children with ex-partners

Old Jan 21st 2008, 6:51 pm
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Thumbs down children with ex-partners

Hi everyone, I have been told by an immigration consultant? that in order for my son to live in NZ I need permission from his biological father,


The consultant stated that it has to be a legal letter through a solicitor? has anyone any advice on this matter????
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Old Jan 22nd 2008, 12:47 am
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Default Re: children with ex-partners

Originally Posted by zoe99 View Post
Hi everyone, I have been told by an immigration consultant? that in order for my son to live in NZ I need permission from his biological father,


The consultant stated that it has to be a legal letter through a solicitor? has anyone any advice on this matter????

When was the child born and were you married to the father?

Also, where in the U.K. do you live? (England and Wales, Scotland or Northern Ireland)
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Old Jan 22nd 2008, 1:12 am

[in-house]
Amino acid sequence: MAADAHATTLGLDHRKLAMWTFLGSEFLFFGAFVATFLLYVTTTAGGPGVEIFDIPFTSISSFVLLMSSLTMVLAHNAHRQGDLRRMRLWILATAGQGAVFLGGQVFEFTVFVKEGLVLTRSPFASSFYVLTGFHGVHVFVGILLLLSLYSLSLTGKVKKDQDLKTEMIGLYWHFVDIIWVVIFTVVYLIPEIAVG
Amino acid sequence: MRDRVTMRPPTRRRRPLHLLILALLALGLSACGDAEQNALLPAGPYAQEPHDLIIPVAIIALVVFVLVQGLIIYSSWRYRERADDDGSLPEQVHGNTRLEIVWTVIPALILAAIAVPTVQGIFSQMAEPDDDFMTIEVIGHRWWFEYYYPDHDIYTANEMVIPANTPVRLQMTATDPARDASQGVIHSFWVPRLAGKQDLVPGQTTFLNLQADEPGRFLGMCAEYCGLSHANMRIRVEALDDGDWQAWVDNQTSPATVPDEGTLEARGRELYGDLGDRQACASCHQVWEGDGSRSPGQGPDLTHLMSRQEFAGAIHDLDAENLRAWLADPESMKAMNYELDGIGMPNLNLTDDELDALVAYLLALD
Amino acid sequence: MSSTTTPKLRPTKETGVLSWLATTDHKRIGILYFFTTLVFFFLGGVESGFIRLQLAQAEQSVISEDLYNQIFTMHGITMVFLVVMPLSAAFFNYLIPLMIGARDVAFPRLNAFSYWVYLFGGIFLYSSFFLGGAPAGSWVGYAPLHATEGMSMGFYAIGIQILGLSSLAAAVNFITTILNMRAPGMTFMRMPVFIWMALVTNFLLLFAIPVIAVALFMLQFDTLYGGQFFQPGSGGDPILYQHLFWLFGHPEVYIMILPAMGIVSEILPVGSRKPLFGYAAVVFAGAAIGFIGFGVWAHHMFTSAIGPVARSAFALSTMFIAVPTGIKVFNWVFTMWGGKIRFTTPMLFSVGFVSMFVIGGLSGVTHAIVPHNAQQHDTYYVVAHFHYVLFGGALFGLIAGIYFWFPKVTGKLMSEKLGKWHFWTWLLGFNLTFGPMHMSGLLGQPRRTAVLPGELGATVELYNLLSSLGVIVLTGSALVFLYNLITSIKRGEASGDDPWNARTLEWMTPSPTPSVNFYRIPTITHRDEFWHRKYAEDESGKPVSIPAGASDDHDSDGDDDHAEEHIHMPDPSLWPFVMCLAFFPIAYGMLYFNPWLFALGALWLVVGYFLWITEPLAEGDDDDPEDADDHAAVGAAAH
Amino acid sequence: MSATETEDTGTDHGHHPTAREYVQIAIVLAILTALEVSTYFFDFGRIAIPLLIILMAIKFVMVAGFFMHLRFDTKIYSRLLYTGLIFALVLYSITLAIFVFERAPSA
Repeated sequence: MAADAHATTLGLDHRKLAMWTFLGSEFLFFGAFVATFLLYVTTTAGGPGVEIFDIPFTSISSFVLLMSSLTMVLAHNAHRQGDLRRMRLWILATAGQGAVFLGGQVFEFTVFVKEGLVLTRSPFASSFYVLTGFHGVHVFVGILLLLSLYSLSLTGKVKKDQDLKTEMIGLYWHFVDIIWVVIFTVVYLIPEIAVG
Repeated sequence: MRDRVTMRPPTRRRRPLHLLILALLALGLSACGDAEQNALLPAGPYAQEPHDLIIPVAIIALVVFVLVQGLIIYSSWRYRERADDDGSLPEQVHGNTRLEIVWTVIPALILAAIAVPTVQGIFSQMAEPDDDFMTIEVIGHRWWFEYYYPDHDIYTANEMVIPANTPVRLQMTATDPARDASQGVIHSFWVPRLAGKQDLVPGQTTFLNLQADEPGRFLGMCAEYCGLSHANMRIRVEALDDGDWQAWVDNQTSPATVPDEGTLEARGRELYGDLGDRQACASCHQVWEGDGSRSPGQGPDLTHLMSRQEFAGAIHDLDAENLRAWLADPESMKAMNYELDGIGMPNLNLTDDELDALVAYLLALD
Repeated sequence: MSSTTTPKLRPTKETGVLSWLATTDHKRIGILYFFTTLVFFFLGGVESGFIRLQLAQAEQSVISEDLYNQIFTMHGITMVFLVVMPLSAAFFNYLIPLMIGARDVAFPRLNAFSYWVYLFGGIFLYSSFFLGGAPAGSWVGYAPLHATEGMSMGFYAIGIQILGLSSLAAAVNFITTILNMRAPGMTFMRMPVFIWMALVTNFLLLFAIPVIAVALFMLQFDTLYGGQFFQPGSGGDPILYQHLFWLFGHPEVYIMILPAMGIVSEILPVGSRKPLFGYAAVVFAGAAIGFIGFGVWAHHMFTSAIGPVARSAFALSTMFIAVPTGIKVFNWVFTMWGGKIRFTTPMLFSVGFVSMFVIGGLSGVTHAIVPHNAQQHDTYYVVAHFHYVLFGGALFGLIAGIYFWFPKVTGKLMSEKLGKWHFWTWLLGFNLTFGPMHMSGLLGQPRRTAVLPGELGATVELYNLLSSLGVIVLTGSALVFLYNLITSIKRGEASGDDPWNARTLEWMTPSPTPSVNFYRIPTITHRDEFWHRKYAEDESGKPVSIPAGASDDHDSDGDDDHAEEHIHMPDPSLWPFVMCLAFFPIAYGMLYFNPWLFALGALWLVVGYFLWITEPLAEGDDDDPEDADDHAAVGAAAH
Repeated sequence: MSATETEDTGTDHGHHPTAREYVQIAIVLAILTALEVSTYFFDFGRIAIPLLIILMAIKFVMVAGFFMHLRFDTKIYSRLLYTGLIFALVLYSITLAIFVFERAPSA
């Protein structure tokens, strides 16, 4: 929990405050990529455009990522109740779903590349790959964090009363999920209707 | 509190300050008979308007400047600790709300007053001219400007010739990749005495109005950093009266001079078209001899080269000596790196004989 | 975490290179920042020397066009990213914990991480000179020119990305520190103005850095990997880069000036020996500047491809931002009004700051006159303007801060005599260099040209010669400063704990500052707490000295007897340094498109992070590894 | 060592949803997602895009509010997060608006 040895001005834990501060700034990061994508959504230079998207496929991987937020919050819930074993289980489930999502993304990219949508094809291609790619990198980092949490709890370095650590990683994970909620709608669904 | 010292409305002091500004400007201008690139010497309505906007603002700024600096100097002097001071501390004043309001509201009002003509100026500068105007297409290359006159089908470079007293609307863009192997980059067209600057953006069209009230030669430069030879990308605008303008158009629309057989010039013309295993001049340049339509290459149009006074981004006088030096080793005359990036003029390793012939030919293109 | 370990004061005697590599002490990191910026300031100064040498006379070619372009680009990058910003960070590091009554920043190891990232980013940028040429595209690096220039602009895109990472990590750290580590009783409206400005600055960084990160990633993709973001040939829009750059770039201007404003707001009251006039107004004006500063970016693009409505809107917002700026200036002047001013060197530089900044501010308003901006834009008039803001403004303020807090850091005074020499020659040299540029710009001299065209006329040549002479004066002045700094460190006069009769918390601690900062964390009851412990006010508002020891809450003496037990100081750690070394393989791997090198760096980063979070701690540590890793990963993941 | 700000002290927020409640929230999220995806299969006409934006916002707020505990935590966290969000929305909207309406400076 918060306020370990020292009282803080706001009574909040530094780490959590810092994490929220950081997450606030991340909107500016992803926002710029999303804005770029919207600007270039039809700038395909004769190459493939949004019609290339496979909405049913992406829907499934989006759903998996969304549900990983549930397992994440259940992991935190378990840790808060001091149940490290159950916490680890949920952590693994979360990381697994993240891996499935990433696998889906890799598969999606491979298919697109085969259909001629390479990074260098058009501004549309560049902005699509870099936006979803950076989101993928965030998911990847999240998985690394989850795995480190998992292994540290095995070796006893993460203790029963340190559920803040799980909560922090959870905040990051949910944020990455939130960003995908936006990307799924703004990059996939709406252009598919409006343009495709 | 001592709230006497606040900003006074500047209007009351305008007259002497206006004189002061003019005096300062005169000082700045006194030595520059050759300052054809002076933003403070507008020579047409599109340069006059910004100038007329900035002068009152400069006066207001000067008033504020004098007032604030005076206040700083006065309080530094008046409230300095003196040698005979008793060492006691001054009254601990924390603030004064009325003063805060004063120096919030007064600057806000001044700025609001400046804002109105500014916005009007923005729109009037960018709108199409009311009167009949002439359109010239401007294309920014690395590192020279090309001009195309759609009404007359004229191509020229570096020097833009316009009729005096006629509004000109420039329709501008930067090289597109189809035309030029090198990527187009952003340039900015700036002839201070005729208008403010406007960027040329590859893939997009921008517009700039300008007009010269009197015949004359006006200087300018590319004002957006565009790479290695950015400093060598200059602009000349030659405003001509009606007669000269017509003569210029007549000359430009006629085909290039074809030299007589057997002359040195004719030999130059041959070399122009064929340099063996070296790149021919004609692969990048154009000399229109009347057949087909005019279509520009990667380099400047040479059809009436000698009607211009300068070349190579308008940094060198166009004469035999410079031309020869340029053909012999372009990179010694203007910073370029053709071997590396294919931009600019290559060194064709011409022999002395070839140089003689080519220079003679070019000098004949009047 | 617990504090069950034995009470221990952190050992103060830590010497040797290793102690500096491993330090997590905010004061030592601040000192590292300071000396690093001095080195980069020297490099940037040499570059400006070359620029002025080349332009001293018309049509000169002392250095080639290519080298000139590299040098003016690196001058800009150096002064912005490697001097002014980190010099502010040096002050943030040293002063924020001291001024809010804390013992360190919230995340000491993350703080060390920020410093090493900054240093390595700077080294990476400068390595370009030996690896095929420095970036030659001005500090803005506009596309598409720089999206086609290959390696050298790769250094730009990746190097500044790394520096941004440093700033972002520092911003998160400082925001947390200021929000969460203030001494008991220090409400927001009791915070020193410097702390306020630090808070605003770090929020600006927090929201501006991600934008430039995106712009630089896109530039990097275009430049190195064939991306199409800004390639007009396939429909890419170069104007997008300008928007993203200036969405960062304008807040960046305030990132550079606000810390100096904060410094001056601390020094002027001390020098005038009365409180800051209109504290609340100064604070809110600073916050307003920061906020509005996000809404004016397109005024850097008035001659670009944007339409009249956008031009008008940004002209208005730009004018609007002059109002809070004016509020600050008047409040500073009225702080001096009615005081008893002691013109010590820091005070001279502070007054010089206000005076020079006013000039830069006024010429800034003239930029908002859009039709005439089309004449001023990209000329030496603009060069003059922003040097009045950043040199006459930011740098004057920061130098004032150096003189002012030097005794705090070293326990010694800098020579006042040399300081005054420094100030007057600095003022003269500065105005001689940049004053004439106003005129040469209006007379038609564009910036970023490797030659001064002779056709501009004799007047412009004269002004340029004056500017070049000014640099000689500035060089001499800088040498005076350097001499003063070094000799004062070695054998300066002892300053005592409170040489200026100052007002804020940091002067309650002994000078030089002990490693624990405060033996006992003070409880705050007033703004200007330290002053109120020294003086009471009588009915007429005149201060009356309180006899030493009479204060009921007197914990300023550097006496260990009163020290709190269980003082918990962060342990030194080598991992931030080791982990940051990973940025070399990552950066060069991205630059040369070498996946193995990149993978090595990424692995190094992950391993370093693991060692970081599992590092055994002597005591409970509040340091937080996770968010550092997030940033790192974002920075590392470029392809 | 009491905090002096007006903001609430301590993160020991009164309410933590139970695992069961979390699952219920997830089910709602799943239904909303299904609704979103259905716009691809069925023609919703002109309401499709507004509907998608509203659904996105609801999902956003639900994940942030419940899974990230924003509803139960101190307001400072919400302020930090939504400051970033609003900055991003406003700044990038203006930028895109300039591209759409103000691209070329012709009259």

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Default Re: children with ex-partners

Originally Posted by zoe99 View Post
Hi everyone, I have been told by an immigration consultant? that in order for my son to live in NZ I need permission from his biological father,


The consultant stated that it has to be a legal letter through a solicitor? has anyone any advice on this matter????
Hi Zoe99

This old thread may help answer your questions

http://britishexpats.com/forum/showt...light=parental

Good Luck
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Old Jan 22nd 2008, 2:10 am
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Default Re: children with ex-partners